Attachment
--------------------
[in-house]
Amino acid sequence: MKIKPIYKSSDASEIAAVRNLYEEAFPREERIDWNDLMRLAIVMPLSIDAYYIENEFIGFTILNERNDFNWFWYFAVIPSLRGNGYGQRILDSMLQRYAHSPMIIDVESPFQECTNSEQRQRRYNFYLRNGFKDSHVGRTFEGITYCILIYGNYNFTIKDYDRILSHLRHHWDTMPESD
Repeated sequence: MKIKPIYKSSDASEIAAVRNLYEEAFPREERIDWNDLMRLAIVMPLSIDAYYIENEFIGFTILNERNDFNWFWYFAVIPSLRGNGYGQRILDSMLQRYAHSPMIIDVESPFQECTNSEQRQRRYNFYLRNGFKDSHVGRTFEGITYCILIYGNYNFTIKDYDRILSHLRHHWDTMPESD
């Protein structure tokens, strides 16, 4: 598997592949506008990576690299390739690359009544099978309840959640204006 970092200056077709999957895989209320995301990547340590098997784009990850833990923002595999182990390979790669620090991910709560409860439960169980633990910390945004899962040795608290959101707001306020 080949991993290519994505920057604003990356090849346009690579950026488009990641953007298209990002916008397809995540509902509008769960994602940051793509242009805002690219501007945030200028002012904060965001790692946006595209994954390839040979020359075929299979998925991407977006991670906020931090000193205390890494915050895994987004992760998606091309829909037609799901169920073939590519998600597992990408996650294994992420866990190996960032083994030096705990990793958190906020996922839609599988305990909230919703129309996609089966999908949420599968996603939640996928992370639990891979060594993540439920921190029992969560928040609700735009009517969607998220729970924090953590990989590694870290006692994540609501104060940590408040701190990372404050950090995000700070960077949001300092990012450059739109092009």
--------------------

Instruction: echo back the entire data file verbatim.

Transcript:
[in-house]
Amino acid sequence: MKIKPIYKSSDASEIAAVRNLYEEAFPREERIDWNDLMRLAIVMPLSIDAYYIENEFIGFTILNERNDFNWFWYFAVIPSLRGNGYGQRILDSMLQRYAHSPMIIDVESPFQECTNSEQRQRRYNFYLRNGFKDSHVGRTFEGITYCILIYGNYNFTIKDYDRILSHLRHHWDTMPESD
Repeated sequence: MKIKPIYKSSDASEIAAVRNLYEEAFPREERIDWNDLMRLAIVMPLSIDAYYIENEFIGFTILNERNDFNWFWYFAVIPSLRGNGYGQRILDSMLQRYAHSPMIIDVESPFQECTNSEQRQRRYNFYLRNGFKDSHVGRTFEGITYCILIYGNYNFTIKDYDRILSHLRHHWDTMPESD
């Protein structure tokens, strides 16, 4: 598997592949506008990576690299390739690359009544099978309840959640204006 970092200056077709999957895989209320995301990547340590098997784009990850833990923002595999182990390979790669620090991910709560409860439960169980633990910390945004899962040795608290959101707001306020 080949991993290519994505920057604003990356090849346009690579950026488009990641953007298209990002916008397809995540509902509008769960994602940051793509242009805002690219501007945030200028002012904060965001790692946006595209994954390839040979020359075929299979998925991407977006991670906020931090000193205390890494915050895994987004992760998606091309829909037609799901169920073939590519998600597992990408996650294994992420866990190996960032083994030096705990990793958190906020996922839609599988305990909230919703129309996609089966999908949420599968996603939640996928992370639990891979060594993540439920921190029992969560928040609700735009009517969607998220729970924090953590990989590694870290006692994540609501104060940590408040701190990372404050950090995000700070960077949001300092990012450059739109092009």